Results 1 to 8 of 8

Thread: O&G - Electric Heat Trace for remote pipeline valve station

  1. #1
    Join Date
    Jun 2014
    Location
    Denver
    Posts
    16

    O&G - Electric Heat Trace for remote pipeline valve station

    I need to provide freeze protection at a few remote oil pipeline valve stations. These would be at above-grade pig launcher/receivers and tie-in locations where we have drain valves. No utility power is readily available or cost-effective to bring into the area, we are in NE Colorado where we can experience cold snaps that last 2-5 days at or below -0degF, and will experience freezing issues if we don't apply some sort of heat trace freeze protection.

    Has anyone designed for a similar installation? We have a vendor pushing us hard on their solar-powered, dc heat trace packaged system, but I'm concerned of it's serial number of 0001. Has anyone else utilized DC heat trace? Experience with it?

    I know this can't be a unique situation and would really appreciate some feedback, tips/tricks, outside the box thinking, etc.

    Thanks in advance!

    ~T

  2. #2
    Join Date
    Sep 2016
    Location
    Longmont, CO
    Posts
    98
    Quote Originally Posted by csc_wyo View Post
    I need to provide freeze protection at a few remote oil pipeline valve stations. These would be at above-grade pig launcher/receivers and tie-in locations where we have drain valves. No utility power is readily available or cost-effective to bring into the area, we are in NE Colorado where we can experience cold snaps that last 2-5 days at or below -0degF, and will experience freezing issues if we don't apply some sort of heat trace freeze protection.

    Has anyone designed for a similar installation? We have a vendor pushing us hard on their solar-powered, dc heat trace packaged system, but I'm concerned of it's serial number of 0001. Has anyone else utilized DC heat trace? Experience with it?

    I know this can't be a unique situation and would really appreciate some feedback, tips/tricks, outside the box thinking, etc.

    Thanks in advance!

    ~T
    Doesn't seem like you have a lot of choices!
    Is the DC system rated at least CID2?

  3. #3
    Join Date
    Jan 2017
    Location
    North Dakota USA
    Posts
    61
    Maybe look at McMaster Carr. They have all kind of heat trace, including dc.

    https://www.mcmaster.com/#heat-trace/=15ygsk5

    i have installed a few of theirs with the termination kits and the indicator lights at a local anhydrous plant we regularly work at, and it seems to work great. My installs were AC. I see their DC selection are 12, 24, and 36V. Their shipping has always been fast for us, but I'm not sure where they ship from either.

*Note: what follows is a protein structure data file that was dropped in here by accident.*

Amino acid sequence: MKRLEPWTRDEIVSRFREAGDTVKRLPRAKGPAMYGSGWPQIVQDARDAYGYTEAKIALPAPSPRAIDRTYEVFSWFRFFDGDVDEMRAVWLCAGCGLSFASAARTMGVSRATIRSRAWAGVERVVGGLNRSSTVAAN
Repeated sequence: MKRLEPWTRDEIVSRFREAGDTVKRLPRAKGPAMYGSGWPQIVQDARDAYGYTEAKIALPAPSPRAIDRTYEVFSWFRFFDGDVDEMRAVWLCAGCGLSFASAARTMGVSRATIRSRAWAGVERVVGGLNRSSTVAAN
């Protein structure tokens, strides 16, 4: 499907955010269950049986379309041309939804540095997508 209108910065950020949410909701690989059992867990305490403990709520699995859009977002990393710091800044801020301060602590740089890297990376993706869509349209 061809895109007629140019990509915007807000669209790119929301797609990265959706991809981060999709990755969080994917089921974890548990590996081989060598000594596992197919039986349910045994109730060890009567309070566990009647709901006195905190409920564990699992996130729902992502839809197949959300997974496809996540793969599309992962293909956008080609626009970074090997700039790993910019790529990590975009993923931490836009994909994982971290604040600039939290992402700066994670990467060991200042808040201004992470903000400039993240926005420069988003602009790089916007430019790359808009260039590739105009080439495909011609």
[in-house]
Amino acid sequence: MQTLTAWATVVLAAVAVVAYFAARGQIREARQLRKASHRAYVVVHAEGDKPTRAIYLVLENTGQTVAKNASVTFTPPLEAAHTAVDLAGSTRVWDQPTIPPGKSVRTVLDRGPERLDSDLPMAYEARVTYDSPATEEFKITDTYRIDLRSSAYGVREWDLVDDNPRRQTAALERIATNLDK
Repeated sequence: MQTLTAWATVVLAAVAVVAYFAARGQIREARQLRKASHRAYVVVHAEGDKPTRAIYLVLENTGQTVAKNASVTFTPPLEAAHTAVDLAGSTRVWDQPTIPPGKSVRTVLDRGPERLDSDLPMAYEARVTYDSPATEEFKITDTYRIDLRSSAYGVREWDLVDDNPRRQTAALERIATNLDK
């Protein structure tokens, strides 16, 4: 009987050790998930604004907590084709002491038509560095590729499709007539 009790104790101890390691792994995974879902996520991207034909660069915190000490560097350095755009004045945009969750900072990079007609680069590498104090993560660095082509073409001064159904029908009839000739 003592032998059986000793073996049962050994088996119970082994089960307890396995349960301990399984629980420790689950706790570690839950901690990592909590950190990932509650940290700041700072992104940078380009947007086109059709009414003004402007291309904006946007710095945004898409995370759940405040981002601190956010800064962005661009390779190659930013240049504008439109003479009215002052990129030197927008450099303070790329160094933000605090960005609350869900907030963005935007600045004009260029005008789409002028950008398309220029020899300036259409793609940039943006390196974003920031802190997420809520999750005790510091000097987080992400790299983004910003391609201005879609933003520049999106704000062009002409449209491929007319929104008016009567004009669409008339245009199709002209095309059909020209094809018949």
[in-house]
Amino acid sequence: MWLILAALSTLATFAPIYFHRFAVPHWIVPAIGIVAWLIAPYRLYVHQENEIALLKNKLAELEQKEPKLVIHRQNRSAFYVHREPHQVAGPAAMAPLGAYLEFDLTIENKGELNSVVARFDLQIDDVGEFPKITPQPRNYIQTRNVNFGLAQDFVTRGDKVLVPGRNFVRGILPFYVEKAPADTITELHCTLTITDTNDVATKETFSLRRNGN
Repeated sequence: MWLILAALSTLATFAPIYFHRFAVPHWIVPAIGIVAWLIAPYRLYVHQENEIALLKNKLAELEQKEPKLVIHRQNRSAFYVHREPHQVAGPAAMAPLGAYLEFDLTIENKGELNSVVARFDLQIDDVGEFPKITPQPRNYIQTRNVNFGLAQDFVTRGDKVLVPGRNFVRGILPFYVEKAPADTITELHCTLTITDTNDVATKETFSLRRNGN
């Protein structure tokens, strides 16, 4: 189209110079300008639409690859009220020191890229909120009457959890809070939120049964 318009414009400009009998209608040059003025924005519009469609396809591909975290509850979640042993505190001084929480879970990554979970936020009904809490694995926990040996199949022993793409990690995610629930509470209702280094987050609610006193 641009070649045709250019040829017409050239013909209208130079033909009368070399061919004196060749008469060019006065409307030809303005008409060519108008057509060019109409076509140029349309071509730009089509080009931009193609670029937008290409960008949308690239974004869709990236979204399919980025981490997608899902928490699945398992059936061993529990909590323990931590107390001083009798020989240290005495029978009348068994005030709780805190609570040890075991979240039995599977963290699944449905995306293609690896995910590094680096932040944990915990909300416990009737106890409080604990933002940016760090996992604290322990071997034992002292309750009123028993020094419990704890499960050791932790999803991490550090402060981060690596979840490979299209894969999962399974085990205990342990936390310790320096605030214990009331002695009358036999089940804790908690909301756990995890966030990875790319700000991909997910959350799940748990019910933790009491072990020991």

Last edited by Dr Duke; 01-17-17 at 09:00 PM.

  4. #4
    Join Date
    Jun 2014
    Location
    Denver
    Posts
    16
    Quote Originally Posted by Jim1959 View Post
    Doesn't seem like you have a lot of choices!
    Story of my life!


    Quote Originally Posted by Jim1959 View Post
    Is the DC system rated at least CID2?
    All components will be CID2 rated. But unfortunately, I'm looking at Serial No. 00001 and I'm back to my first answer to you.

  5. #5
    Join Date
    Jun 2014
    Location
    Denver
    Posts
    16
    Quote Originally Posted by Dr Duke View Post
    Maybe look at McMaster Carr. They have all kind of heat trace, including dc.
    Never a big fan of installations design out of Grainger or McMaster, but they've saved my hide before when I've been in a pinch. I did look at your link and they're limited to 3w/ft with their DC product. That may be good for some smaller installations, but doesn't provide the necessary heat for freeze protection with our type of system. Thanks for your input though, Dr. Duke!

  6. #6
    Join Date
    Oct 2007
    Location
    New Jersey
    Posts
    3,825
    If gas is available you might try looking for a skid-mounted steam generator and heat trace with steam. Couple of control circuits and an isolated steam shed and you're in business. Worked like a charm at a nitroglycerin plant I worked in many years ago.

  7. #7
    Join Date
    Apr 2007
    Location
    Colorado
    Posts
    154
    Sounds more like an operational issue than an electrical issue. Consider: after receiving, drain the receiver. When going back to normal operation, flow around the receiver, not through it. Residual oil will settle into valve, but water should already be drained at that point. Maybe your design drawings assumed heat trace was needed but no one in engineering discussed with operations staff.


    Sent from my iPhone using Tapatalk

  8. #8
    Join Date
    Jun 2006
    Location
    Ohio
    Posts
    20,060
    Quote Originally Posted by csc_wyo View Post
    ... I did look at your link and they're limited to 3w/ft with their DC product. That may be good for some smaller installations, but doesn't provide the necessary heat for freeze protection with our type of system. ...
    What Watt density do you need?

    2 runs @ 3W/ft = 6W/ft
    I'll never get there. No matter where I go, I'm always here.

Tags for this Thread

Posting Permissions

  • You may not post new threads
  • You may not post replies
  • You may not post attachments
  • You may not edit your posts
  •